By Paul Tembe
The US opposition to Huawei 5G technologies coupled with recent ban by the UK go beyond the so-called security threats to their national securities.
The opposition to Huawei including TikTok social media platform has become part of the latest China-US diplomatic spat. The crisis has escalated into a tit-for-tat between the two nations. The US has taken to accusing China of engaging in the so-called “wolf-warrior diplomacy”.
However, a closer reading of the crisis points at attempts to cover up inabilities in dealing with the spread of Covid-19 in the US. An even closer look reveals tendencies towards a geopolitical tussle reminiscent of the Cold-War era. Short term, it is a tussle aimed at preventing Huawei from having a larger footprint among Western nations. Long term it aims to prevent Huawei from having a dominant position in future potential markets, especially among the youth of the developing nations.
The US rhetoric against Huawei has tended to include an even wider anti-China message meant to go beyond the Western world. The rhetoric is delivered as a warning against China’s presence in Africa. The move is meant to dissuade African nations from engaging with China and block advances of Huawei in Africa.
South Africa as China’s largest trading partner on the continent has a crucial role to play on how the US-China crisis pans out on the African continent. South Africa needs to abandon tendencies towards lukewarm straddle-diplomacy rationale and focus on partnerships that stand to offer maximum benefits to its long-term developmental goals.
The track record of network infrastructure roll out by Huawei on the African continent speaks for itself.
Huawei is probably the most enthusiastic advocate and practitioner in introducing the latest 5G technologies to African markets.
Despite opposition, criticism and being a newcomer to African telecoms industry, Huawei has managed to establish its brand and services on the African continent.
How did Huawei succeed such a feat within a short space of time? Huawei has made sure that it has in place business models and engagements that make emphasis on knowledge transfer and corporate social investment (CSI), instead of the usual corporate social responsibility (CSR).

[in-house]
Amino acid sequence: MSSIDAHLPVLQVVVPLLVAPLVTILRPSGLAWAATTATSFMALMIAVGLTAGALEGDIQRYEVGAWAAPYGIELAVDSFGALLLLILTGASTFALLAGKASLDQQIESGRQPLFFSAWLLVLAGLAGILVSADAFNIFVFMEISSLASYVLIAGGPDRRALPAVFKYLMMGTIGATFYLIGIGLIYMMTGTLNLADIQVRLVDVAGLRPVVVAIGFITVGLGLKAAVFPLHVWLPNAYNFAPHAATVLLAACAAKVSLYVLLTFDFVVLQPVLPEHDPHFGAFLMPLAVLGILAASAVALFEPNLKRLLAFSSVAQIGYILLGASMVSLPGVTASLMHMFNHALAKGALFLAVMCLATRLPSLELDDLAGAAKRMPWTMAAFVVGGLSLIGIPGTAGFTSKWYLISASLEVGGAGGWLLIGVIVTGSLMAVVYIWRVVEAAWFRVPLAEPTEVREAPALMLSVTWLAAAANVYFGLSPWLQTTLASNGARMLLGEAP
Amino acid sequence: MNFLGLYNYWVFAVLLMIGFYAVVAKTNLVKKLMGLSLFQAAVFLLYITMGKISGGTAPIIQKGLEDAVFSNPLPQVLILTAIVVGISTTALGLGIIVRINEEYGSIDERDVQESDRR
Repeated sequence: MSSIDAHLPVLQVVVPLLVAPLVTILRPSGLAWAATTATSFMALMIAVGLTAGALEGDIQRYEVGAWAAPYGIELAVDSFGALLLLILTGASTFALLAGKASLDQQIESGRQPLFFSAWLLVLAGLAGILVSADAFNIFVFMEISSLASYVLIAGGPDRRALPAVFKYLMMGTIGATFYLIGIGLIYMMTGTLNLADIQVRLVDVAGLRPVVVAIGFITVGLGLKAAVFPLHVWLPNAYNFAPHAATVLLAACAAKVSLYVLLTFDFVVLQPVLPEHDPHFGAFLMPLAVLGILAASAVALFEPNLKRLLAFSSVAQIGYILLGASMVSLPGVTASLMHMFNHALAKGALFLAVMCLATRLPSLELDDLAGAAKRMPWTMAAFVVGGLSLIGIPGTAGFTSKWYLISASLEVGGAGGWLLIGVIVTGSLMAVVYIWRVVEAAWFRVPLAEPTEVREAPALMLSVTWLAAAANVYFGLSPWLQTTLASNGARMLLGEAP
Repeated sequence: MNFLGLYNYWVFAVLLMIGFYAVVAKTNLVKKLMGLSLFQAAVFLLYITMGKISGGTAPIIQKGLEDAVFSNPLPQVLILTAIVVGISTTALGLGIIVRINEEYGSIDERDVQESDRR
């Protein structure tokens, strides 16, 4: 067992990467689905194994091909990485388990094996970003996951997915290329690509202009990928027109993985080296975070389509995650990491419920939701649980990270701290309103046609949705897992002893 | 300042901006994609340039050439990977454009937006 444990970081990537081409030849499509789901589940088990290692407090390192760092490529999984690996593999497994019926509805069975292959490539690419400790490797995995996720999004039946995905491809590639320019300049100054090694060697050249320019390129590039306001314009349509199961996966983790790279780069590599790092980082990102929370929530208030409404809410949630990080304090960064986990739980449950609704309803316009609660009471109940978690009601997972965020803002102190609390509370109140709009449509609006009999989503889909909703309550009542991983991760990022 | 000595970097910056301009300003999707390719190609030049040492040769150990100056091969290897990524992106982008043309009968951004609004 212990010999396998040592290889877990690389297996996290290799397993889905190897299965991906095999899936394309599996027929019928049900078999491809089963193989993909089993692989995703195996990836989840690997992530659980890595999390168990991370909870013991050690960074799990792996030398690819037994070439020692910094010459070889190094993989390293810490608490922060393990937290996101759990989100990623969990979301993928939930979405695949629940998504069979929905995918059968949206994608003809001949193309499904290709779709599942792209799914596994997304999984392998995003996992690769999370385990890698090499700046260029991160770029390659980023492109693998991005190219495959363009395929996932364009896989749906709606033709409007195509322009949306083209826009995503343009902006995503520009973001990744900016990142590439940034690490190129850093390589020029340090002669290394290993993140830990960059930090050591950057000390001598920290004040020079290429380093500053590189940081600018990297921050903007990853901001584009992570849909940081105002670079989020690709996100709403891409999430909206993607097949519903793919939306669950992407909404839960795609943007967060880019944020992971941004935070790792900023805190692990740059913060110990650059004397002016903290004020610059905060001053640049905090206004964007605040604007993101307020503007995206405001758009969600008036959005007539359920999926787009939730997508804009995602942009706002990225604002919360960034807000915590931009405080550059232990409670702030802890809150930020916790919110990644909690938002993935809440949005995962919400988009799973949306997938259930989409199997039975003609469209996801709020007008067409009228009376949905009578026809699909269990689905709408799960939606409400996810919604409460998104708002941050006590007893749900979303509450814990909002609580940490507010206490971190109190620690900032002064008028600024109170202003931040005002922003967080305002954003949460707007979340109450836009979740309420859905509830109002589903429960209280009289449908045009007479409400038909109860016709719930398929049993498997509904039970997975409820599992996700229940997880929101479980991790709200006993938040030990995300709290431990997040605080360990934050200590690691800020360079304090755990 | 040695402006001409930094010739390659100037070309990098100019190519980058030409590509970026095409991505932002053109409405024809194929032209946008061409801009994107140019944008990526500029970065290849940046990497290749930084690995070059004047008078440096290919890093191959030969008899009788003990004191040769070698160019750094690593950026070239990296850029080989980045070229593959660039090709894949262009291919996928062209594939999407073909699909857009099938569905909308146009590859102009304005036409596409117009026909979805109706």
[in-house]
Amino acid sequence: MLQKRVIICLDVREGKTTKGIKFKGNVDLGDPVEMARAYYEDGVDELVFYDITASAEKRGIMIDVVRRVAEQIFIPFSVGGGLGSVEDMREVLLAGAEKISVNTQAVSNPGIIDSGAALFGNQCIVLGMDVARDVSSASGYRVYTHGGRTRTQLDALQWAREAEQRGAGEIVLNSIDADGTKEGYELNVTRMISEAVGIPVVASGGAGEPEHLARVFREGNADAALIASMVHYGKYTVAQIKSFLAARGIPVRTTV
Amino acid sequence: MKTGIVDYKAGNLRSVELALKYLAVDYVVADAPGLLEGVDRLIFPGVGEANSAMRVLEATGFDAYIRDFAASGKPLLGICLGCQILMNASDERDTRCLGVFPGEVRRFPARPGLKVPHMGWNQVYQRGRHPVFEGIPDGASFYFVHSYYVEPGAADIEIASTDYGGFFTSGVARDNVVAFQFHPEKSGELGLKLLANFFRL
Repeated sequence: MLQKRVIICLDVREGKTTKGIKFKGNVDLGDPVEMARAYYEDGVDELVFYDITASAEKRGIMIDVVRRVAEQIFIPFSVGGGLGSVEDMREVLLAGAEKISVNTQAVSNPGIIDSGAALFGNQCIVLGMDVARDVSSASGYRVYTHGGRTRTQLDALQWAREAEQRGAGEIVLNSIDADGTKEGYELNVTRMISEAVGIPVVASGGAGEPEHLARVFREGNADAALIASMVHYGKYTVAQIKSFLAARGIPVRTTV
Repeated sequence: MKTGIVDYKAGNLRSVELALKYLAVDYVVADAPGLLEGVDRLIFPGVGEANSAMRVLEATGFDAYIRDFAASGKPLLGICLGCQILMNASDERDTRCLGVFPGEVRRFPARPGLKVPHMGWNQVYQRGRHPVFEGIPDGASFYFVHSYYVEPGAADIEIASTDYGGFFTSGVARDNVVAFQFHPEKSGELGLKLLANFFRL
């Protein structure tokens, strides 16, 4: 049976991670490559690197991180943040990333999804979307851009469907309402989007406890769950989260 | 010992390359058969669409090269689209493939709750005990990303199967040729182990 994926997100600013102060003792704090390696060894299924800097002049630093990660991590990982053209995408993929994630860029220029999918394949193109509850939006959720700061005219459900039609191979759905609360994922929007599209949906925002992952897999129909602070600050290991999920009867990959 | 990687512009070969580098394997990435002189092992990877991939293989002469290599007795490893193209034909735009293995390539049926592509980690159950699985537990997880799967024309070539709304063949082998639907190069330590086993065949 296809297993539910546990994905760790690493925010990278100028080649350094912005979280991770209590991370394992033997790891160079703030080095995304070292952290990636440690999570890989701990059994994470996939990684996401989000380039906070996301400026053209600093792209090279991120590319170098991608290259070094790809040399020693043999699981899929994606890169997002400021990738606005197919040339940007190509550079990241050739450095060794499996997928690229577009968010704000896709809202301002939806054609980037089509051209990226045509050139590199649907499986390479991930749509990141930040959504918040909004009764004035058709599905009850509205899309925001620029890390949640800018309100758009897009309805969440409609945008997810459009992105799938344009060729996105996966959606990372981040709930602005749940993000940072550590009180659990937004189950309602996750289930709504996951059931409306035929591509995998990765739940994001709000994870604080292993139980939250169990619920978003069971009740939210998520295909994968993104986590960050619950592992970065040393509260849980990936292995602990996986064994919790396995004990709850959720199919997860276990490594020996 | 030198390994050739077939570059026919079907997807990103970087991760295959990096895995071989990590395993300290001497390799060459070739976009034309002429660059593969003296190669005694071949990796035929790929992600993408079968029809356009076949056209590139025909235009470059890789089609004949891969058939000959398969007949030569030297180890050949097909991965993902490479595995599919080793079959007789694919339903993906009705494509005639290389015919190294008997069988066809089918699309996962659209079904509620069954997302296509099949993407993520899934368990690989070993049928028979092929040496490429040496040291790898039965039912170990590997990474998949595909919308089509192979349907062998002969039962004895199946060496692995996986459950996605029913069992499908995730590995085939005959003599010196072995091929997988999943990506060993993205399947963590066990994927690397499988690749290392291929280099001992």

There is evidence that Huawei engages in forward-looking inclusive business model. It is a type that one may refer to as Empowerment Corporate Social Investment. Huawei has tended to distance itself from the customary “corporate social responsibility” aimed at short-term tax rebate and public relations stunt.
Huawei has made sure to engage in activities that benefit and add value for communities where it operates. It has ensured digital up-skilling of ICT professionals. In co-operation with local telecoms operators in South Africa it has trained more than 80000 engineers upgrade their ICT skills.
Up to present more than 15000 students that have received Huawei ICT training. These students have gone on to join the Huawei Seeds for the Future programme Through these unprecedented initiatives Huawei is planting a seed for creating a technical savvy workforce for the future.
The CSI model implemented by Huawei has an inclusive and greater quantifier effect sought by developmental needs of all nations on the continent. It is a model that if replicated and emulated into other areas of economic and social development may help with harvesting young brains and help retain African youth on the continent.
Given such a background, it is clear that Huawei stands to play a crucial role in advances towards heightened China-Africa relationships and co-operation. Current Covid-19 crisis and the onset of the Fourth Industrial Revolution present further opportunities for Huawei to play an even greater role on the development of the African continent.
* Tembe is associate professor at the Institute of African Studies Zhejiang Normal University. Jinhua, China. He is also based at the Thabo Mbeki African School of Public and International Affairs.
** The views expressed here are not necessarily those of IOL.